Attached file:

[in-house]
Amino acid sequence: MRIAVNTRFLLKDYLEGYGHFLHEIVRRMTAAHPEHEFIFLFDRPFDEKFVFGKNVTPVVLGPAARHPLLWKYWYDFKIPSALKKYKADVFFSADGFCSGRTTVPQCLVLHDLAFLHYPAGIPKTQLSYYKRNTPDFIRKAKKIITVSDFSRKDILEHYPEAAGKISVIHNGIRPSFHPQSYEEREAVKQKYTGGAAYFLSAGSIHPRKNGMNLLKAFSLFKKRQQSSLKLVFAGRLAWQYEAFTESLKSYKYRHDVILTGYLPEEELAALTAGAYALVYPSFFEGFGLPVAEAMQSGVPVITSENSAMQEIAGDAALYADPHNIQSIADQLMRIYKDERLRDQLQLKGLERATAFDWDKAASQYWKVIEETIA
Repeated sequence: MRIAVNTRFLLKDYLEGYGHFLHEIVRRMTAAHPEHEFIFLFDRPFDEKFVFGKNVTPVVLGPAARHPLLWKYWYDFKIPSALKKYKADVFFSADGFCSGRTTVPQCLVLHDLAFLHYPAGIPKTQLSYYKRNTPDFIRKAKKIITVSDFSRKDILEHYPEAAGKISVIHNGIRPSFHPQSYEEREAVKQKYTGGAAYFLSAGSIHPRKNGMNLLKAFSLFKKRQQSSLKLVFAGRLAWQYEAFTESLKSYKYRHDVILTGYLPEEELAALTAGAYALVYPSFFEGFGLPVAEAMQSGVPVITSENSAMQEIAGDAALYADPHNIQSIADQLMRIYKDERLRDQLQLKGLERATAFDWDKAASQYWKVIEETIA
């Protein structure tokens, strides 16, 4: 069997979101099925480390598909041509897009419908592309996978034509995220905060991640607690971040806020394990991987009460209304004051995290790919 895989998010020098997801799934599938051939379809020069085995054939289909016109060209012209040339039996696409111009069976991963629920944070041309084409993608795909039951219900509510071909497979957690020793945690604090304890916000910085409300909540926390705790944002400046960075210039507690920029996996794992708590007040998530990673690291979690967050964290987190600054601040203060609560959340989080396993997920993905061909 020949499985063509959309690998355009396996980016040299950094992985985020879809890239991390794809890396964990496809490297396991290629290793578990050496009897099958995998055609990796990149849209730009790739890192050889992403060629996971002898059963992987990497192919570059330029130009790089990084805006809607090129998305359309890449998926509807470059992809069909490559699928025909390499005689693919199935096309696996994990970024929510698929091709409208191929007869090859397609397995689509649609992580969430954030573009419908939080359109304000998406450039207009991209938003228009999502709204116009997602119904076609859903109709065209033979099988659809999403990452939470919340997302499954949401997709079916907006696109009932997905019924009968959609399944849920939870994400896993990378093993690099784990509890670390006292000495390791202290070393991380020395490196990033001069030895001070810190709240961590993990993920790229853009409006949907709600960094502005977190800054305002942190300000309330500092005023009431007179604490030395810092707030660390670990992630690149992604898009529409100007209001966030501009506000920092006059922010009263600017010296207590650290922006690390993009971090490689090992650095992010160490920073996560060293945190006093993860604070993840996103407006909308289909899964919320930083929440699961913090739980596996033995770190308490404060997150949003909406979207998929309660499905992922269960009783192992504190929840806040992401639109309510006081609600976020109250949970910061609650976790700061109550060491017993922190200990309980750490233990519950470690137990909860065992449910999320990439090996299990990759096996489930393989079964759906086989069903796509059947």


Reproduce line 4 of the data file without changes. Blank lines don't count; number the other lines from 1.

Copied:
């Protein structure tokens, strides 16, 4: 069997979101099925480390598909041509897009419908592309996978034509995220905060991640607690971040806020394990991987009460209304004051995290790919 895989998010020098997801799934599938051939379809020069085995054939289909016109060209012209040339039996696409111009069976991963629920944070041309084409993608795909039951219900509510071909497979957690020793945690604090304890916000910085409300909540926390705790944002400046960075210039507690920029996996794992708590007040998530990673690291979690967050964290987190600054601040203060609560959340989080396993997920993905061909 020949499985063509959309690998355009396996980016040299950094992985985020879809890239991390794809890396964990496809490297396991290629290793578990050496009897099958995998055609990796990149849209730009790739890192050889992403060629996971002898059963992987990497192919570059330029130009790089990084805006809607090129998305359309890449998926509807470059992809069909490559699928025909390499005689693919199935096309696996994990970024929510698929091709409208191929007869090859397609397995689509649609992580969430954030573009419908939080359109304000998406450039207009991209938003228009999502709204116009997602119904076609859903109709065209033979099988659809999403990452939470919340997302499954949401997709079916907006696109009932997905019924009968959609399944849920939870994400896993990378093993690099784990509890670390006292000495390791202290070393991380020395490196990033001069030895001070810190709240961590993990993920790229853009409006949907709600960094502005977190800054305002942190300000309330500092005023009431007179604490030395810092707030660390670990992630690149992604898009529409100007209001966030501009506000920092006059922010009263600017010296207590650290922006690390993009971090490689090992650095992010160490920073996560060293945190006093993860604070993840996103407006909308289909899964919320930083929440699961913090739980596996033995770190308490404060997150949003909406979207998929309660499905992922269960009783192992504190929840806040992401639109309510006081609600976020109250949970910061609650976790700061109550060491017993922190200990309980750490233990519950470690137990909860065992449910999320990439090996299990990759096996489930393989079964759906086989069903796509059947």